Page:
It has become the oddest thing for me now to watch movies and TV series where people hug and kiss and shake hands and generally be together in close contact, touching one another by leaning in or patting a friend on the back, ruffling a kid's hair.
I keep wondering what the writers and actors will give us when they take on stories set in the era of the pandemic and personal distancing. So far, all I've seen are jokes related to the awkwardness of elbow bumps. Not really funny.
Watching something I don't recall on television recently, I saw two people hug. The man and woman, meeting on a big-city sidewalk, were bundled up in hats, scarves and puffy coats for cold weather. But it was still a great, big, full-on, fuzzy, warm, body hug.
The image got blurry as my eyes watered up. I hit rewind to watch it again and by then I was weeping deep, wet tears.
It has been a long time since I've shared a hug like that – way before COVID-19 and personal distancing made their appearance in our lives. It is not unlikely that I have already experienced my last hug – whenever it was that it occurred.
Especially for old people, life can be like that sometimes – not knowing when we are doing something that is important to us for the last time, and therefore not making note of it.
But then I remember that front-line workers of all kinds take their lives in hand every day. They do it for you and for me and for everyone else who needs their attention while knowing for certain that some of them will die.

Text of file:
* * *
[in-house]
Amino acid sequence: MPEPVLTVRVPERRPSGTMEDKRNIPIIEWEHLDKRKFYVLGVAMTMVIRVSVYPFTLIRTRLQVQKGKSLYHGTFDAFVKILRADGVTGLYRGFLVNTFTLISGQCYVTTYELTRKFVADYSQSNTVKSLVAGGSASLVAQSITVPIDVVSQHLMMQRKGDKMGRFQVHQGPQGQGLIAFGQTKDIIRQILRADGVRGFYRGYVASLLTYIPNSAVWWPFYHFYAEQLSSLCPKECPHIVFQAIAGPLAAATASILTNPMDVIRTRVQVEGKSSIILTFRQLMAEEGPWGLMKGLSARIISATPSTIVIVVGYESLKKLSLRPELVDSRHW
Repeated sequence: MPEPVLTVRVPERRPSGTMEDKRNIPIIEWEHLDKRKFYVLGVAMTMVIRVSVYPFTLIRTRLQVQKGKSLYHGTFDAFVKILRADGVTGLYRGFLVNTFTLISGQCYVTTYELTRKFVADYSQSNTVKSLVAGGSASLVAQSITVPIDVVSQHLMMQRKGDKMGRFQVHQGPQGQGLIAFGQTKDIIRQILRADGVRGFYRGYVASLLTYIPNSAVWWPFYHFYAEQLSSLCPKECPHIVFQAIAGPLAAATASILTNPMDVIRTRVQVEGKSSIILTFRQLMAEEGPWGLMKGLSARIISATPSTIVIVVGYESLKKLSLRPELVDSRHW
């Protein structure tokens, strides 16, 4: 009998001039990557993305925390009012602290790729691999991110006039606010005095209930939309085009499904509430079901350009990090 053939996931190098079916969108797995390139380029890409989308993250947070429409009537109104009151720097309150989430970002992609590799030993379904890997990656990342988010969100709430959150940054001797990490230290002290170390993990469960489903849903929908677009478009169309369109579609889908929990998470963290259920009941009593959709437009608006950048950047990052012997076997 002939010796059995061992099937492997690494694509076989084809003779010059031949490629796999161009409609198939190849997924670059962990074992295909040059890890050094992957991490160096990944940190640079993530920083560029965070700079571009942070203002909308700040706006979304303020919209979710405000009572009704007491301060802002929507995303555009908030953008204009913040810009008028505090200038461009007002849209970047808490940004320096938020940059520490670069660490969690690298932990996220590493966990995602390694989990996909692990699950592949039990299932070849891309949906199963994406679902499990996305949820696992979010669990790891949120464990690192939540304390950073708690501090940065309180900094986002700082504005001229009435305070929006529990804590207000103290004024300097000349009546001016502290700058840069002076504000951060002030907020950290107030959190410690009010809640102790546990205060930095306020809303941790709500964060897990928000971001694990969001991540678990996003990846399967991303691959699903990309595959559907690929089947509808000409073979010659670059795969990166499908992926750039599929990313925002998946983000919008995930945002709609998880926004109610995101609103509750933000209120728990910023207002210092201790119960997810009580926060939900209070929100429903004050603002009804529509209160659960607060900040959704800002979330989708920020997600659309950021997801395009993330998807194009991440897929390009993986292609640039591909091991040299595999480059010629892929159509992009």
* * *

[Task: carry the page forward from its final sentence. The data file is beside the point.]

And I'm sitting here wondering if I'll ever get another hug before I die???
My grownup self dismisses the thought as too grotesquely selfish to admit out loud. But life can be like that too – all the other needs, desires, responsibilities, worries, longings, fears, etc. - continue even in the face of the life-threatening disease we live with now and the awesome bravery of caregivers.
Some of you may recall the good old, early days of my cancer journey when I said that all I wanted was to live to read the Mueller Report. Well, that was a dud and I've been saying since then that I want to live to see the outcome of the November 2020 U.S. presidential election.
Maybe I will, maybe I won't. But I sure do want to.
It's always been that way for me – getting the can't waits to find out the end of the story. When I was a little kid, I begged my mother to finish the book she was reading to me at bedtime rather than wait until the next night. After I had learned to read and often ever since, I've been known to force my eyes open to keep going until the end of the book or movie.
It has taken the pandemic and some changes to my health for me to learn something important about being old: I don't get to choose whether I find out the end of the story – mine or the election or any other. The universe decides that.